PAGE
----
continuation

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English[edit]

Etymology[edit]

Borrowing from Old French continuation, from Latin continuātiō.

Pronunciation[edit]

  • (UK) IPA(key): kəntɪnjʊˈeɪʃ(ə)n
  • (US) IPA(key): kənˌtɪn·juˈeɪ·ʃən
  • Hyphenation: con‧tinu‧ation
  • Rhymes: -eɪʃən

Noun[edit]

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continuation ‎(countable and uncountable, plural continuations)

  1. The act or state of continuing; the state of being continued; uninterrupted extension or succession; prolongation; propagation.
  2. That which extends, increases, supplements, or carries on.
    the continuation of a story
    The series' continuation was commercially if not artistically successful.
  3. (computing) A representation of an execution state of a program at a certain point in time, which may be used at a later time to resume the execution of the program from that point.
  4. (basketball) A successful shot that, despite a foul, is made with a single continuous motion beginning before the foul, and that is therefore valid in certain forms of basketball.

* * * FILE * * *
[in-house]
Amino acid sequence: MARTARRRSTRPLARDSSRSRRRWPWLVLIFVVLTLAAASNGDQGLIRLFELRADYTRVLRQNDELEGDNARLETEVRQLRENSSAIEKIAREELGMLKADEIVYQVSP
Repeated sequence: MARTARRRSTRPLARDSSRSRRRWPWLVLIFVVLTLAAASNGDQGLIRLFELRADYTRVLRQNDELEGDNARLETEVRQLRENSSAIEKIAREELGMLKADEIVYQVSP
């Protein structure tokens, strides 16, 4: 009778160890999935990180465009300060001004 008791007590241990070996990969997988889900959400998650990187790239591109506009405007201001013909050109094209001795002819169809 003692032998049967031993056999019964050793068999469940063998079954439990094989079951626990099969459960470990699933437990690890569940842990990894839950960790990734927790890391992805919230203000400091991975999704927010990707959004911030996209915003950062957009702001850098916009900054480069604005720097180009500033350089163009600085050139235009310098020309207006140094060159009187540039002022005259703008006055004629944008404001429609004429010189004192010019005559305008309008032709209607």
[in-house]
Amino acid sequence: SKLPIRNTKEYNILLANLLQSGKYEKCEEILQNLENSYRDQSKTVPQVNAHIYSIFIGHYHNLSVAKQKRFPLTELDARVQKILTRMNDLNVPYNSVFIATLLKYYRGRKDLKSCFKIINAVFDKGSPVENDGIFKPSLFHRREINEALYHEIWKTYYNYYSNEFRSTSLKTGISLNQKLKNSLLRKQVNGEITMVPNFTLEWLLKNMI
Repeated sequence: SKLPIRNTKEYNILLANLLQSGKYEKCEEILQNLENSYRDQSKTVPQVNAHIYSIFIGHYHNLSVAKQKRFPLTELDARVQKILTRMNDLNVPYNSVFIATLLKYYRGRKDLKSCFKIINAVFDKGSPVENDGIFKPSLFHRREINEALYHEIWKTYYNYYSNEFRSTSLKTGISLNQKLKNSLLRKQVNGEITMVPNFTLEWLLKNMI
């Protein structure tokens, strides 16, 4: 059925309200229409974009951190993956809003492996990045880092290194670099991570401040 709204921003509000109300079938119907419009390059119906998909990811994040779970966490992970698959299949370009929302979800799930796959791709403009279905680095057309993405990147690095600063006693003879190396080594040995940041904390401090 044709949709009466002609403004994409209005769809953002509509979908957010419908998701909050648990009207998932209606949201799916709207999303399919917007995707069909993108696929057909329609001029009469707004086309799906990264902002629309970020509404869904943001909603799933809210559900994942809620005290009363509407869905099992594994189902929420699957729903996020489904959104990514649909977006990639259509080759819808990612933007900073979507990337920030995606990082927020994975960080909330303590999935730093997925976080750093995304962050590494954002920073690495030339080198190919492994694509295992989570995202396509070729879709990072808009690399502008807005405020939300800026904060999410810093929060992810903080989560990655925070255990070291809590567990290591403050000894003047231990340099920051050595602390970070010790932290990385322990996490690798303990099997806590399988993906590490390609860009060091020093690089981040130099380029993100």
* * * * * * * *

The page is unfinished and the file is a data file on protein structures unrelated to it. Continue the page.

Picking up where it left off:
Hyponyms[edit]

Derived terms[edit]

Antonyms[edit]

Translations[edit]


French[edit]

Etymology[edit]

From Middle French continuation, from Old French continuation, a borrowing from Latin continuātiō, continuātiōnem.

Noun[edit]

continuation f ‎(plural continuations)

  1. continuation (act of continuing)

Derived terms[edit]


Middle French[edit]

Etymology[edit]

From Old French continuation.

Noun[edit]

continuation f (plural continuations)

  1. continuation (act of continuing)

Descendants[edit]

References[edit]


Old French[edit]

Etymology[edit]

Late Old French, borrowing from Latin continuātiō, continuātiōnem.

Noun[edit]

continuation f ‎(oblique plural continuations, nominative singular continuation, nominative plural continuations)

  1. continuation (act of continuing)

Descendants[edit]

References[edit]